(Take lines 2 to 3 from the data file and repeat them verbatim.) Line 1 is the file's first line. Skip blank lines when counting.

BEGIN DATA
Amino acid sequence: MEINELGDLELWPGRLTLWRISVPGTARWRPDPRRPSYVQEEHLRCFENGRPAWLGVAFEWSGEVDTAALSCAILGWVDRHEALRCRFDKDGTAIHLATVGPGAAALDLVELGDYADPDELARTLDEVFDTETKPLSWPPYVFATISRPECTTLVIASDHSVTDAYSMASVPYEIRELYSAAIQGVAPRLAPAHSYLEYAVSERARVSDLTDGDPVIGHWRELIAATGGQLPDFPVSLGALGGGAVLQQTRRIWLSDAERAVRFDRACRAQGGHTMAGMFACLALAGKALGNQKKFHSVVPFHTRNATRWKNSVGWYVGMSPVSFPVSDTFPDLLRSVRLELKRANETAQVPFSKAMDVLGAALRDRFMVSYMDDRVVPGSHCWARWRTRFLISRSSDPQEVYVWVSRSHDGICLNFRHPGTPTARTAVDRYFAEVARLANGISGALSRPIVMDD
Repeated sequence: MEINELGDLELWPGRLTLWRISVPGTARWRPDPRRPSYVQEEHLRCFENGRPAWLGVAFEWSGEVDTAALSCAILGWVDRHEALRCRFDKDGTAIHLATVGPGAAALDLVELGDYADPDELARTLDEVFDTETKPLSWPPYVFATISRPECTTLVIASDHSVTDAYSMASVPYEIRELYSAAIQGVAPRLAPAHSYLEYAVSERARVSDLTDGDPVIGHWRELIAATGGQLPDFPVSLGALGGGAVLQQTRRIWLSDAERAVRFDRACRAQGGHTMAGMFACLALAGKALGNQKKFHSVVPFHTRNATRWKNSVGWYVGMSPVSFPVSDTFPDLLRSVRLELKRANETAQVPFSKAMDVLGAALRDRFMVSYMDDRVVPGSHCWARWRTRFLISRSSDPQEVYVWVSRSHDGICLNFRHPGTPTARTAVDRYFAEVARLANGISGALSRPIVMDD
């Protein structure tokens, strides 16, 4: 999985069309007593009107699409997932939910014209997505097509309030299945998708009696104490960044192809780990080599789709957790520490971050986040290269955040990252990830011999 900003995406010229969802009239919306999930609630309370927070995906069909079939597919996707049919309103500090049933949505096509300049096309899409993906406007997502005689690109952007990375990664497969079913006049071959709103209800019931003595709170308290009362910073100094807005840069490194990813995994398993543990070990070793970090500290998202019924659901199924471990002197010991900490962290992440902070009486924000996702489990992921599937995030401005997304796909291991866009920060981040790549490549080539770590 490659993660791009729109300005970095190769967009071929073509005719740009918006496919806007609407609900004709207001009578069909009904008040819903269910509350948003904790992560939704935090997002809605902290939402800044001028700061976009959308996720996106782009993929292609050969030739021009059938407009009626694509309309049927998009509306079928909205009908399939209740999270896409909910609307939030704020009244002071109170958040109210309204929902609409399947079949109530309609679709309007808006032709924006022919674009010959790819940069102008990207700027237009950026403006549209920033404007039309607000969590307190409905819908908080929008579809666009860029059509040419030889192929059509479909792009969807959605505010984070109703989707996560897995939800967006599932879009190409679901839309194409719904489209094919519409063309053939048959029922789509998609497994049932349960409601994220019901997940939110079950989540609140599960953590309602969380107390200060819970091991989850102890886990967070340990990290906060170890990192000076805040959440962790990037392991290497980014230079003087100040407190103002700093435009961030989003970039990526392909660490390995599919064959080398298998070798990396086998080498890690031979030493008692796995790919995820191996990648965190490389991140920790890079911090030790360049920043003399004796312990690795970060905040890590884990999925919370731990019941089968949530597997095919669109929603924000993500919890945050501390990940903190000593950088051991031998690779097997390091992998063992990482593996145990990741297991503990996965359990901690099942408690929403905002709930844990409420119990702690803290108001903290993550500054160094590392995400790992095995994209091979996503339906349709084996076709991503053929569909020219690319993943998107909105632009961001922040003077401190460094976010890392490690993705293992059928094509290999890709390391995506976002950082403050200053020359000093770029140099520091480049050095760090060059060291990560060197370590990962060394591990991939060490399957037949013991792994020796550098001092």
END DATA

Repeated sequence: MEINELGDLELWPGRLTLWRISVPGTARWRPDPRRPSYVQEEHLRCFENGRPAWLGVAFEWSGEVDTAALSCAILGWVDRHEALRCRFDKDGTAIHLATVGPGAAALDLVELGDYADPDELARTLDEVFDTETKPLSWPPYVFATISRPECTTLVIASDHSVTDAYSMASVPYEIRELYSAAIQGVAPRLAPAHSYLEYAVSERARVSDLTDGDPVIGHWRELIAATGGQLPDFPVSLGALGGGAVLQQTRRIWLSDAERAVRFDRACRAQGGHTMAGMFACLALAGKALGNQKKFHSVVPFHTRNATRWKNSVGWYVGMSPVSFPVSDTFPDLLRSVRLELKRANETAQVPFSKAMDVLGAALRDRFMVSYMDDRVVPGSHCWARWRTRFLISRSSDPQEVYVWVSRSHDGICLNFRHPGTPTARTAVDRYFAEVARLANGISGALSRPIVMDD
């Protein structure tokens, strides 16, 4: 999985069309007593009107699409997932939910014209997505097509309030299945998708009696104490960044192809780990080599789709957790520490971050986040290269955040990252990830011999 900003995406010229969802009239919306999930609630309370927070995906069909079939597919996707049919309103500090049933949505096509300049096309899409993906406007997502005689690109952007990375990664497969079913006049071959709103209800019931003595709170308290009362910073100094807005840069490194990813995994398993543990070990070793970090500290998202019924659901199924471990002197010991900490962290992440902070009486924000996702489990992921599937995030401005997304796909291991866009920060981040790549490549080539770590 490659993660791009729109300005970095190769967009071929073509005719740009918006496919806007609407609900004709207001009578069909009904008040819903269910509350948003904790992560939704935090997002809605902290939402800044001028700061976009959308996720996106782009993929292609050969030739021009059938407009009626694509309309049927998009509306079928909205009908399939209740999270896409909910609307939030704020009244002071109170958040109210309204929902609409399947079949109530309609679709309007808006032709924006022919674009010959790819940069102008990207700027237009950026403006549209920033404007039309607000969590307190409905819908908080929008579809666009860029059509040419030889192929059509479909792009969807959605505010984070109703989707996560897995939800967006599932879009190409679901839309194409719904489209094919519409063309053939048959029922789509998609497994049932349960409601994220019901997940939110079950989540609140599960953590309602969380107390200060819970091991989850102890886990967070340990990290906060170890990192000076805040959440962790990037392991290497980014230079003087100040407190103002700093435009961030989003970039990526392909660490390995599919064959080398298998070798990396086998080498890690031979030493008692796995790919995820191996990648965190490389991140920790890079911090030790360049920043003399004796312990690795970060905040890590884990999925919370731990019941089968949530597997095919669109929603924000993500919890945050501390990940903190000593950088051991031998690779097997390091992998063992990482593996145990990741297991503990996965359990901690099942408690929403905002709930844990409420119990702690803290108001903290993550500054160094590392995400790992095995994209091979996503339906349709084996076709991503053929569909020219690319993943998107909105632009961001922040003077401190460094976010890392490690993705293992059928094509290999890709390391995506976002950082403050200053020359000093770029140099520091480049050095760090060059060291990560060197370590990962060394591990991939060490399957037949013991792994020796550098001092």